The value of understanding the relationship between GH and IGF-1 levels is also evident in attempts to compare fractionated radiation therapy and radiosurgery. Three points are worthy of emphasis. In the era of fractionated radiation therapy most patients had not had prior surgery and had very high baseline levels of GH before the irradiation. For instance, in the studies of Eastman et al. and Barrande et al., the mean preirradiation GH levels were 60 ng/ml and 38 ng/ml, respectively.6,15 Compare these pretreatment levels to recent reports on the outcome of radiosurgery for acromegaly in which all patients had had surgery before radiosurgery and pretreatment median GH levels were 4.3 ng/ml26 and 7.0 ng/ml.27 Then, is it any surprise, if radiation has a fractional effect on GH levels over time, that the patients treated with radiosurgery, whose very low pretreatment IGF-1 levels were on the ascending portion of the IGF-1 versus GH relationship, had a faster therapeutic response than did the patients treated with conventional irradiation, whose pretreatment GH values were well beyond values at which IGF-1 plateaued? The second point is that, unlike with surgery, in which average presurgical GH levels are so high that there is a poor correlation between percentage of tumor removal and change in IGF-1 levels, in radiosurgical series pretreatment IGF-1 levels do correlate, at least statistically, with likelihood of response; however, this may simply reflect the fact that at these low pretreatment GH levels the pretreatment IGF-1 levels are on the ascending, and not the flat, portion of the relationship between GH and IGF-1. The third point is related to arguments that medical therapy during radiosurgery for GH-producing adenomas reduces the likelihood of remission.25 It is likely that the patients who received medical therapy during treatment did so because they had more severe elevation of GH and IGF-1 than patients who did not need, and thus did not receive, medical therapy. This is clear in the original report by Landolt et al., which concluded that medical therapy during radiosurgery had tumor-protecting effects; the patients on medical therapy during treatment had an average pretreatment GH level of 30 ng/ml, compared with 18 ng/ml for those without medical treatment.25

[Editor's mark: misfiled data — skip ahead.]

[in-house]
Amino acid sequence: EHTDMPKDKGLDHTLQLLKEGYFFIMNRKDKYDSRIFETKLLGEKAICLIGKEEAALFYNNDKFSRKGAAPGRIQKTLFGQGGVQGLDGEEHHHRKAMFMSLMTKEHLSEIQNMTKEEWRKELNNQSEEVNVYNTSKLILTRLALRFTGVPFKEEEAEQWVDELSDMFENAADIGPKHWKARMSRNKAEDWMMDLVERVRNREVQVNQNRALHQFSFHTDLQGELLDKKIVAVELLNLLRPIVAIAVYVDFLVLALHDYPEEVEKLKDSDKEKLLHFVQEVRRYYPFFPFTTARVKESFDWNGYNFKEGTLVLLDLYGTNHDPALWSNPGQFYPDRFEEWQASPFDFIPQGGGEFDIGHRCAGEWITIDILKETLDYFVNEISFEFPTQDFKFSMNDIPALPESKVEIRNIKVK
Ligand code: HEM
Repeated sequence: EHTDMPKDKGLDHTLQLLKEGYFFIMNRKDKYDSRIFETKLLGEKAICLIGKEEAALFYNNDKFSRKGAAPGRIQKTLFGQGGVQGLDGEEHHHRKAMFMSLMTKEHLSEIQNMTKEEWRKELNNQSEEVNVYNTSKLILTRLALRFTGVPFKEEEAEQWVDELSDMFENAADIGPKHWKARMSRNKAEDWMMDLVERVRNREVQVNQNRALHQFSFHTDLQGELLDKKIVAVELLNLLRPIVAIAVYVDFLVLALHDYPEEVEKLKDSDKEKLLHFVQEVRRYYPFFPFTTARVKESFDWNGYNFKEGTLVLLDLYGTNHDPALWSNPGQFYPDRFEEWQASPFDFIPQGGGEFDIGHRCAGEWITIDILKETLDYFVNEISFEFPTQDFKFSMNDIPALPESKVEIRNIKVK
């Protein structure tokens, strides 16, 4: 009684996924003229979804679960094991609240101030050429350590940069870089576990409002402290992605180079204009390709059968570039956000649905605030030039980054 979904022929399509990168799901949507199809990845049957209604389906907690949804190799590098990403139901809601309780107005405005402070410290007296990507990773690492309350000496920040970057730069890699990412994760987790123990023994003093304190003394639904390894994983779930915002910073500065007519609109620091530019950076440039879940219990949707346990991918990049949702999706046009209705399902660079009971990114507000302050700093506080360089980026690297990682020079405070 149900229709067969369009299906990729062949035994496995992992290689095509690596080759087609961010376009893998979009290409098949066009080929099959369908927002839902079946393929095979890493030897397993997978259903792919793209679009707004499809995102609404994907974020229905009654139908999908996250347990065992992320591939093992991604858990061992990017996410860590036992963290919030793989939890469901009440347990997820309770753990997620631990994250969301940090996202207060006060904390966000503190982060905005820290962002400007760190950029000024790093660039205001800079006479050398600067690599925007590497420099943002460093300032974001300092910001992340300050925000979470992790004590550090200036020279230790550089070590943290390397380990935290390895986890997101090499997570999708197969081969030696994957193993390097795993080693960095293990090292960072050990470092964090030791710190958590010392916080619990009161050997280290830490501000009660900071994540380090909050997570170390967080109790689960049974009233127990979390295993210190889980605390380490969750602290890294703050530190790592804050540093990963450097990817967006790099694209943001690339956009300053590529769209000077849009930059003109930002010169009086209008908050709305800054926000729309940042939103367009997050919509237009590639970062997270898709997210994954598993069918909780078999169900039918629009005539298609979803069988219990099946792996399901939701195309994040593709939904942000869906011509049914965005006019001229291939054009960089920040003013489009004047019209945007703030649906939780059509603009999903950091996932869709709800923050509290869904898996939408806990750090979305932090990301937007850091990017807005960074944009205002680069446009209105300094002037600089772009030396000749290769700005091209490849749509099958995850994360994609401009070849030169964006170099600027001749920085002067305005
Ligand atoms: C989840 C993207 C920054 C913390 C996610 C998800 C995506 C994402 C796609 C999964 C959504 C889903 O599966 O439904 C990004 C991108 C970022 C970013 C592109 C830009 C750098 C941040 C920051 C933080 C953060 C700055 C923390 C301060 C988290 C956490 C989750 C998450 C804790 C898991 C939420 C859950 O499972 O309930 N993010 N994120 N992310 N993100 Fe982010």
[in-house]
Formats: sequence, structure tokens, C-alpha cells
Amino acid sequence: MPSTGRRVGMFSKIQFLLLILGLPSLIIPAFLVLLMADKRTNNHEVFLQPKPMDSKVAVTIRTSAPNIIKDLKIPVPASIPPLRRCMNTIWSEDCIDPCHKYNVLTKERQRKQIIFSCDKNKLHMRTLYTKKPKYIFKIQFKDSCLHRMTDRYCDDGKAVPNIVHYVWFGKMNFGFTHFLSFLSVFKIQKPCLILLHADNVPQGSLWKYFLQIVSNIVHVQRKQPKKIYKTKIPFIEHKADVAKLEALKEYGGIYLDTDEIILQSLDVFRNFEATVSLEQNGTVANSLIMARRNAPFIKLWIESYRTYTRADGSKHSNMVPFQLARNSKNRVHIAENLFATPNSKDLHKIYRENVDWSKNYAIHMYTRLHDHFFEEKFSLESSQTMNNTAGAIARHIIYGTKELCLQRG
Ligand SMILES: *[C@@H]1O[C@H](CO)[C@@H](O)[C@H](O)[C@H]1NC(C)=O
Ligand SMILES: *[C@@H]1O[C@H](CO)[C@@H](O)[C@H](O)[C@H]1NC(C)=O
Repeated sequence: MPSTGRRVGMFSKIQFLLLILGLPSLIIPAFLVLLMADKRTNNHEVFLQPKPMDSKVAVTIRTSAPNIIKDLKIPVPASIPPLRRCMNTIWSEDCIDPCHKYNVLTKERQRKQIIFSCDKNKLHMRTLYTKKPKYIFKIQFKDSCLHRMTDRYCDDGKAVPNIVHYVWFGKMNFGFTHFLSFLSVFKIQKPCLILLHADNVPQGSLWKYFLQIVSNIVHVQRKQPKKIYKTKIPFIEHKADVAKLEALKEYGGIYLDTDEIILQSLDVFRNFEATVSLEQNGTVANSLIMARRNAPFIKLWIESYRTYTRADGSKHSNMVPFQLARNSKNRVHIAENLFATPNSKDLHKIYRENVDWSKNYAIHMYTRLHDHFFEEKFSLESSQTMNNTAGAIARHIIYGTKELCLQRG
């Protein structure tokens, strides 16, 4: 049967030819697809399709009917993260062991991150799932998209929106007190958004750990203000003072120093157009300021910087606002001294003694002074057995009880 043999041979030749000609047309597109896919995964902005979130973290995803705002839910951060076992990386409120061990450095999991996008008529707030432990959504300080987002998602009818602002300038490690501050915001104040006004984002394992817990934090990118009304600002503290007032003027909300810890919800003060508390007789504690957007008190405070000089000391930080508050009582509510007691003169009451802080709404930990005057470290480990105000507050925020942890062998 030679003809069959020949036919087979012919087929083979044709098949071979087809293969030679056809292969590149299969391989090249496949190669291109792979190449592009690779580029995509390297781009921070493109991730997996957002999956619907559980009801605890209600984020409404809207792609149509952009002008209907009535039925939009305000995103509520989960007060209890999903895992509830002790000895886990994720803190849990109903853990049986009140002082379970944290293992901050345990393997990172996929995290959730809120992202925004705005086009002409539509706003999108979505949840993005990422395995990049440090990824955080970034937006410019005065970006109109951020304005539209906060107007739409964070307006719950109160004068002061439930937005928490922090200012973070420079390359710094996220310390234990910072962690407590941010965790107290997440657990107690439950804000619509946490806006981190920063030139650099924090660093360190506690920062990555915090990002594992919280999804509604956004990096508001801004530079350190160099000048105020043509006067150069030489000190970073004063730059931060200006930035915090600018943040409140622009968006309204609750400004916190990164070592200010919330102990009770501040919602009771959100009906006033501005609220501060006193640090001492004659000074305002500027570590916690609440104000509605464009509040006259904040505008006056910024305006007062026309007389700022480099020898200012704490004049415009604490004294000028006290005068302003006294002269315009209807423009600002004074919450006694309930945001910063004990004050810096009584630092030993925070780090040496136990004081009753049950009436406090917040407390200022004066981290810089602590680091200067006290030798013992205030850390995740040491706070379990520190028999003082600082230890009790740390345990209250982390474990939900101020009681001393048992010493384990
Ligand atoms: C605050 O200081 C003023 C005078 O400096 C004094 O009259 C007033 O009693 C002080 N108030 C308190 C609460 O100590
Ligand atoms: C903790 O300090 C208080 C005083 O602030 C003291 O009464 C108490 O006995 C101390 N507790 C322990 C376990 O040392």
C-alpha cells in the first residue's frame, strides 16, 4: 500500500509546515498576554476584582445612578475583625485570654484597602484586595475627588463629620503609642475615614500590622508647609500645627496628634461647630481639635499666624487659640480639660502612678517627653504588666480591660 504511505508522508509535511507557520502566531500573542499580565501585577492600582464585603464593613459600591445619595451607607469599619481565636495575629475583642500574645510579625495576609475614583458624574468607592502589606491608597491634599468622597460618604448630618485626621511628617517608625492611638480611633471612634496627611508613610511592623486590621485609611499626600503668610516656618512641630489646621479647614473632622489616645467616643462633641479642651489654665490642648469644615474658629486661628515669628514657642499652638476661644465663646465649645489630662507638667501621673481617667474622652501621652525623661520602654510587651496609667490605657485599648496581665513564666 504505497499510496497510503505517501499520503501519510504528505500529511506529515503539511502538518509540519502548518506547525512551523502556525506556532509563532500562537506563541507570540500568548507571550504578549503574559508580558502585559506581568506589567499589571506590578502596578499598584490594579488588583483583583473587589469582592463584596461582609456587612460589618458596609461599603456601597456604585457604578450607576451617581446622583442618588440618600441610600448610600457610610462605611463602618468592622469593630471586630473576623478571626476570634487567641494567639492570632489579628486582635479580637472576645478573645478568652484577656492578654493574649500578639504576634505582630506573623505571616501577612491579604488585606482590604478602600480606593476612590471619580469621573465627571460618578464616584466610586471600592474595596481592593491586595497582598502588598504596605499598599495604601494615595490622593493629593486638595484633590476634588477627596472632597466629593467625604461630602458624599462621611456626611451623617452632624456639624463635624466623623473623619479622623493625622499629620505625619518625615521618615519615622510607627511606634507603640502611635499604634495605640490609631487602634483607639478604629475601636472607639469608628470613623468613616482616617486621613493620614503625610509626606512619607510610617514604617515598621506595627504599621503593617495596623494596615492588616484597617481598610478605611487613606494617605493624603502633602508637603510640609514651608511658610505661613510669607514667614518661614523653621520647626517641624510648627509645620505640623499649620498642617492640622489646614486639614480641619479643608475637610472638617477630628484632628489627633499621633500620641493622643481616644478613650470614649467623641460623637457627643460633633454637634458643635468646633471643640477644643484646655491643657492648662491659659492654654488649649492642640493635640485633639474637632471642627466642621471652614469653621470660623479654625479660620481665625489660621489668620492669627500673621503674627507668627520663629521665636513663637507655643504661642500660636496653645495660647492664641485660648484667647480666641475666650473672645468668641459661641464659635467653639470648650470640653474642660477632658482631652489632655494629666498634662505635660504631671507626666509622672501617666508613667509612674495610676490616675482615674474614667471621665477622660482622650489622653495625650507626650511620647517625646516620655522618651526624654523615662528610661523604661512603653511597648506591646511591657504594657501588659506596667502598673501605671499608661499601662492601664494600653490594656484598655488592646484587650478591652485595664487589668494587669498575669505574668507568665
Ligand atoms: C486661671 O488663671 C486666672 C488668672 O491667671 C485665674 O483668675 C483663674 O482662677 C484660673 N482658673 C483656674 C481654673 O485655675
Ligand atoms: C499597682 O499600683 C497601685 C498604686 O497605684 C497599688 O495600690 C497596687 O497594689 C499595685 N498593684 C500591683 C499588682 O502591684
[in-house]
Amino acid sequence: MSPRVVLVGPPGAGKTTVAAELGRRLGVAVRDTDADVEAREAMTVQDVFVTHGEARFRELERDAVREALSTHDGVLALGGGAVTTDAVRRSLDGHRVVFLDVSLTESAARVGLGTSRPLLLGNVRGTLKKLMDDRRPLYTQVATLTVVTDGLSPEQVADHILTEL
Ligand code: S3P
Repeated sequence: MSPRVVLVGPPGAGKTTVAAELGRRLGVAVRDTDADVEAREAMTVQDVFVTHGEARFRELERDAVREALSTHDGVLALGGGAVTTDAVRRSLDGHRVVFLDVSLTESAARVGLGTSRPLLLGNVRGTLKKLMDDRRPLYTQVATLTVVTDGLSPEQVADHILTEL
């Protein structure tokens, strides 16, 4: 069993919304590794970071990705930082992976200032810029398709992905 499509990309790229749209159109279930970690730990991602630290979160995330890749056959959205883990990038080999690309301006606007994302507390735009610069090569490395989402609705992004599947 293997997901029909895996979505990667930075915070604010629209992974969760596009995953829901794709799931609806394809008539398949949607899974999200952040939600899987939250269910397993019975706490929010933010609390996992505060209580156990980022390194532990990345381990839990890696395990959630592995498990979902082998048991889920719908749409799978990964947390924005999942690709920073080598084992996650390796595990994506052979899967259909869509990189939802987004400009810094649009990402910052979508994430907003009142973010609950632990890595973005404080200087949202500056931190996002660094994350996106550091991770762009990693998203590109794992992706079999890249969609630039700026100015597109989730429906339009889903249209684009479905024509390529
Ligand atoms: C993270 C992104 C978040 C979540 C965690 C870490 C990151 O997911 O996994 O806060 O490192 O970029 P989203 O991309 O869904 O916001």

Finally, the likelihood of reaching normal concentrations of GH and IGF-1 with therapy with somatostatin analogs is higher in patients with lower GH levels.8,17,28 Moreover, partial surgical debulking to reduce GH levels increases the likelihood of normalizing GH and IGF-1 levels with somatostatin treatment, and most of the normal values are reached in patients whose pretreatment hormone levels are < 10 ng/ml, on the ascending portion of the GH-versus-IGF-1 curve.14,31